EU’s E-Waste Reuse Target Branded ‘Pathetic’

Electronic repairs company Comtek has branded the European Union’s five percent e-waste reuse target as ‘pathetic’, claiming it will do little to curb the impact of e-waste on the environment.

Last week, the European Parliament’s environment committee voted in favour of a new package of rules designed to increase e-waste recycling rates and crack down on electronics and waste management firms guilty of illegally exporting old equipment to developing countries.

Currently, the Waste Electrical and Electronic Equipment (WEEE) Directive requires that countries collect an annual target of 4kg of e-waste per citizen. However, MEPs want more stringent collection rules to be enforced in order to cut down on the amount of e-waste that ends up as landfill.

The new rules state that, depending on the category, 70 to 85 percent of all e-waste should be recovered and 50 to 75 percent recycled. A separate five percent reuse target has also been endorsed, so that more functional goods get a new lease of life instead of being scrapped.

Won’t solve the e-waste problem

“The EU is proposing ambitious targets that make impressive headlines, but would do little to actually solve the growing problem of e-waste if enacted,” said Askar Sheibani, chief executive of Comtek. “While a minimum of 70 percent of the collected e-waste would be recycled, the target for reusing unwanted equipment is pathetic by comparison at a miniscule five percent.

“It’s as if reuse is an afterthought, and if the proposal is passed it will send a clear message to consumers that reuse is not nearly as important as recycling,” he said. “We should not be encouraging people to recycle electronics goods as a first option – a more effective solution would be to repair and reuse equipment wherever possible.”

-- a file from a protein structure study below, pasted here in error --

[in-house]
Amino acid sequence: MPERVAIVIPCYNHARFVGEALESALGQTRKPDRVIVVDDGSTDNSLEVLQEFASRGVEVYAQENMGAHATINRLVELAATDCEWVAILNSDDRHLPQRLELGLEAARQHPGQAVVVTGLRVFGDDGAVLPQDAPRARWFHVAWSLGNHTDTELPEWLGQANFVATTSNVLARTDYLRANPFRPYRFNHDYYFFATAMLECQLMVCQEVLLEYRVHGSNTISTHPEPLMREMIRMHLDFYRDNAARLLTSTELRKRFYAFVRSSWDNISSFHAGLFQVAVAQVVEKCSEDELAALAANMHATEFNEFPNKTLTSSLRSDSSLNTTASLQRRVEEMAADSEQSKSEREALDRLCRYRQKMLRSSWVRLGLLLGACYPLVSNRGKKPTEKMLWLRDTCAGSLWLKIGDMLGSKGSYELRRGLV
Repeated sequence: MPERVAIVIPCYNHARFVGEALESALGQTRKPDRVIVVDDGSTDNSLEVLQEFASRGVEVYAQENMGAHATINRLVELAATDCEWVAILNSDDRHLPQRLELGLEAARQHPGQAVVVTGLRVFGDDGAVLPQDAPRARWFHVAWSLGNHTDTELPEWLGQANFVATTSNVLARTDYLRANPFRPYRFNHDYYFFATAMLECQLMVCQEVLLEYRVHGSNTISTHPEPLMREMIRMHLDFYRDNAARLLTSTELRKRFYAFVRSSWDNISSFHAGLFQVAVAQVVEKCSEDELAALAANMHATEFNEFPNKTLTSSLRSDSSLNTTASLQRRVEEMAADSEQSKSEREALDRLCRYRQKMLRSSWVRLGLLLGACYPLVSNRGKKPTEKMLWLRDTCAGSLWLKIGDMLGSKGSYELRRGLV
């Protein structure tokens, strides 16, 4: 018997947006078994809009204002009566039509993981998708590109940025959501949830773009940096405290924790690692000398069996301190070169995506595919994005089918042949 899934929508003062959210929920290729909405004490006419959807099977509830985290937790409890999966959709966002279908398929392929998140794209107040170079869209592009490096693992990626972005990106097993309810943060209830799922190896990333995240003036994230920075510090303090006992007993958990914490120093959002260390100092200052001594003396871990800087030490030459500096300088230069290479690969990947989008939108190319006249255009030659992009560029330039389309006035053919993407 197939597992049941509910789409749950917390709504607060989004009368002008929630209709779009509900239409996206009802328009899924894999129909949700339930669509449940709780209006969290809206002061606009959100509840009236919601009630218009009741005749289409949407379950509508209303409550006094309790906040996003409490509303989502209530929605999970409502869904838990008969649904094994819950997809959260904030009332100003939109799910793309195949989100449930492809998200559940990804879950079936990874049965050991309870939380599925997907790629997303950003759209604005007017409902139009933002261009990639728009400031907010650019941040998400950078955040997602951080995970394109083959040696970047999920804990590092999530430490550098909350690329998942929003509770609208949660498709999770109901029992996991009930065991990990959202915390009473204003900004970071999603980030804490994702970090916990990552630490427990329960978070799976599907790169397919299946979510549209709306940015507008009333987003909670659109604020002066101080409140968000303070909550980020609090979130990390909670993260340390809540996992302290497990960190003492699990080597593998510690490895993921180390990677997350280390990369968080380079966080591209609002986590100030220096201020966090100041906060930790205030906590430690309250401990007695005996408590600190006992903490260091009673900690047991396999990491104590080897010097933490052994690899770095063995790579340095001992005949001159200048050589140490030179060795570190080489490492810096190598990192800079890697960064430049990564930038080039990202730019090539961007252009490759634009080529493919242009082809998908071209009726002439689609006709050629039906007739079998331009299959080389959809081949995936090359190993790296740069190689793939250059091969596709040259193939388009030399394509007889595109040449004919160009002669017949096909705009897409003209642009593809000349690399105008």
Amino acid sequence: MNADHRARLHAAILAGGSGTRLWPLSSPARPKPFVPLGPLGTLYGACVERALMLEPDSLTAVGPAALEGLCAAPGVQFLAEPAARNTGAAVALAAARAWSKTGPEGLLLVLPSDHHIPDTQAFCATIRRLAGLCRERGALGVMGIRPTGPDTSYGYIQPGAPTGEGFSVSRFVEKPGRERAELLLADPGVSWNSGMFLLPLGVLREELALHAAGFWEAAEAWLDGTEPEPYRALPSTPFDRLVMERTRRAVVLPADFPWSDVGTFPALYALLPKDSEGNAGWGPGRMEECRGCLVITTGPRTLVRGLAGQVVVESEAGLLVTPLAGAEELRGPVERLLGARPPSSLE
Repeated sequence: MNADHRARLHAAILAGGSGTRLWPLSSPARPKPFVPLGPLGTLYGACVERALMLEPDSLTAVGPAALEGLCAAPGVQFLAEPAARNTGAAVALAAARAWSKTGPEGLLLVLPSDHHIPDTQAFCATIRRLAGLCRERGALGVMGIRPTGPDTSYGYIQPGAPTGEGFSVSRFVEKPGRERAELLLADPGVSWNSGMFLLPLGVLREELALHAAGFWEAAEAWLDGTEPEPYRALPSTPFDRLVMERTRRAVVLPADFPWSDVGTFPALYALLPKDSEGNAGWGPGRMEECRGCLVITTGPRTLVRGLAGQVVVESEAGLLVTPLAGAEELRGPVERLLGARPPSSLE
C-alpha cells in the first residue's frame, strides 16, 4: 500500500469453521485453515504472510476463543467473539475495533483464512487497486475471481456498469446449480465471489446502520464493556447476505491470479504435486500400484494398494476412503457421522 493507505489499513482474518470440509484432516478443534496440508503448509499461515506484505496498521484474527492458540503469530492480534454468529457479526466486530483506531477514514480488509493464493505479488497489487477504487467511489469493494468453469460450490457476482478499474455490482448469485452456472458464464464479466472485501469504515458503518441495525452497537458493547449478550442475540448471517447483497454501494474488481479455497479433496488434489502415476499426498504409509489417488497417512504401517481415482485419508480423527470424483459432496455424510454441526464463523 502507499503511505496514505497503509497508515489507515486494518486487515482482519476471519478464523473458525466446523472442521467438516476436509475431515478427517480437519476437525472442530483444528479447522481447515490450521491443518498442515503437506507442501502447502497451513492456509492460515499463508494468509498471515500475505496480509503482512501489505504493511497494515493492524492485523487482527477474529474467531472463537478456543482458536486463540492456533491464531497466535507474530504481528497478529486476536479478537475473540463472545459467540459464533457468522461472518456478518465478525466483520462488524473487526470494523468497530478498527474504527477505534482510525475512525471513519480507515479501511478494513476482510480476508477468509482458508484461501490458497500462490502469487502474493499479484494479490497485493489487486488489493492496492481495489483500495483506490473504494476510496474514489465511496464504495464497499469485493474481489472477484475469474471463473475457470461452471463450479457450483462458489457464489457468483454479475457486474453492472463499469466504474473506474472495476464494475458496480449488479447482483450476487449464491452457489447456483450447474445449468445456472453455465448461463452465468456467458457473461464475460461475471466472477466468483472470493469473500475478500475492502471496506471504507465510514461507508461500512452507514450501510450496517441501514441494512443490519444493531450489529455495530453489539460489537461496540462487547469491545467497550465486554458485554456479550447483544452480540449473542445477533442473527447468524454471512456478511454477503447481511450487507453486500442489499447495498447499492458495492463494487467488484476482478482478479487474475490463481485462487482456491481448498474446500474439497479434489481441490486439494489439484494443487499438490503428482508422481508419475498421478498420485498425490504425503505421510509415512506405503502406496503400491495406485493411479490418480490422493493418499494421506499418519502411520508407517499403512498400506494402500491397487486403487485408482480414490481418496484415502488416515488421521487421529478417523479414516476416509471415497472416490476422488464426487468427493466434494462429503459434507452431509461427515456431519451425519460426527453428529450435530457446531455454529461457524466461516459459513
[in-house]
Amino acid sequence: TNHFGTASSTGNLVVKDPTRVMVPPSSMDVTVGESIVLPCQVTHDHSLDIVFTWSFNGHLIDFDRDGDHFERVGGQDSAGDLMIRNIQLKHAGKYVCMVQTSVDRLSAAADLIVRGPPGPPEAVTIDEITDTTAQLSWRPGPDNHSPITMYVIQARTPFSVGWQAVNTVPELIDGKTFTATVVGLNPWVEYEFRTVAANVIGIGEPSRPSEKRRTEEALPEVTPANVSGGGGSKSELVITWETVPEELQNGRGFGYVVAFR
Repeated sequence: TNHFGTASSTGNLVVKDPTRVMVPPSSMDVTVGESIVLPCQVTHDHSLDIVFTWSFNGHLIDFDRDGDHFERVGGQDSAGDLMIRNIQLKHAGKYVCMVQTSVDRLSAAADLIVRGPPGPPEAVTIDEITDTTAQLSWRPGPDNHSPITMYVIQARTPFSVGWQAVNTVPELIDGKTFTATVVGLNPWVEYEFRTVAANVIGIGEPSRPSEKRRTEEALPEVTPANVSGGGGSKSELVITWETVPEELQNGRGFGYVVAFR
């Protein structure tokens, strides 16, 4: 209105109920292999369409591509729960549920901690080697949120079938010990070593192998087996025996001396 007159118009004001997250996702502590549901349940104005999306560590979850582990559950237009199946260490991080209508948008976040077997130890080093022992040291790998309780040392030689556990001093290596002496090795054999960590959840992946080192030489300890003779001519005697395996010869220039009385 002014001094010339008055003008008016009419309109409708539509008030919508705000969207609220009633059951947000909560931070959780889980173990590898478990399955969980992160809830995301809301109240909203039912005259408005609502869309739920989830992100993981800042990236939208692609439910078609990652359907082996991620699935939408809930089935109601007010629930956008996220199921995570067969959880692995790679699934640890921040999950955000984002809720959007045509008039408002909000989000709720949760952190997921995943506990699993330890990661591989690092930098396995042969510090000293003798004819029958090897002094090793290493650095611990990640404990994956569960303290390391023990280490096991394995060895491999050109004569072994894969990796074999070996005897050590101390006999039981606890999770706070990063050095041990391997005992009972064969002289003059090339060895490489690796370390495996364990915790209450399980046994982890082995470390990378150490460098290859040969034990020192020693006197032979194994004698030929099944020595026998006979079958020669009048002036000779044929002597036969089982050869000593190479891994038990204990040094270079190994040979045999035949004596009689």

Sheibani argues that this would not only reduce the amount of e-waste being produced, but would also create sustainable and highly skilled employment within the repair industry.

The new EU rules also require retailers to accept old laptops, computers, phones and other electronic devices, whether the customer has made a new purchase or not. This forces the retailer to bear the costs of processing e-waste, rather than the general taxpayer. According to Sheibani, however, this is simply not practical – particularly as many products are now purchased online or from overseas sellers.

“Retailers would just end up having to ship unwanted gear between branches or distribution centres, which would be costly and complicated to administer,” he said. “It would make much more sense to cut out the middle-man completely and send equipment directly to organisations that already accept electronic goods for reuse and recycling, without making a charge to the consumer.”

Computer Aid launches advocacy guide

Meanwhile, British IT charity Computer Aid International has this week launched a 52-page guide for NGOs and civil society actors on how to develop an effective campaign for positive change in the area of electronics and e-waste. The guide contains practical information for communication to politicians, the media and the general public and details the e-waste lobbying strategies of civil society organisations in the EU.

“We continue to see the flow of e-waste from wealthier countries that are able to deal with e-waste safely and fairly, to countries without this capacity,” said Gladys Muhunyo, Computer Aid’s director of international programmes. “We hope that this toolkit will enable civil society actors to push for change in their countries and bring about the essential first step in building the capacity to minimise the environmental, health and social impacts of electronics and e-waste.”

The guide is currently available in six languages and can be downloaded from the Computer Aid website.


Sophie Curtis

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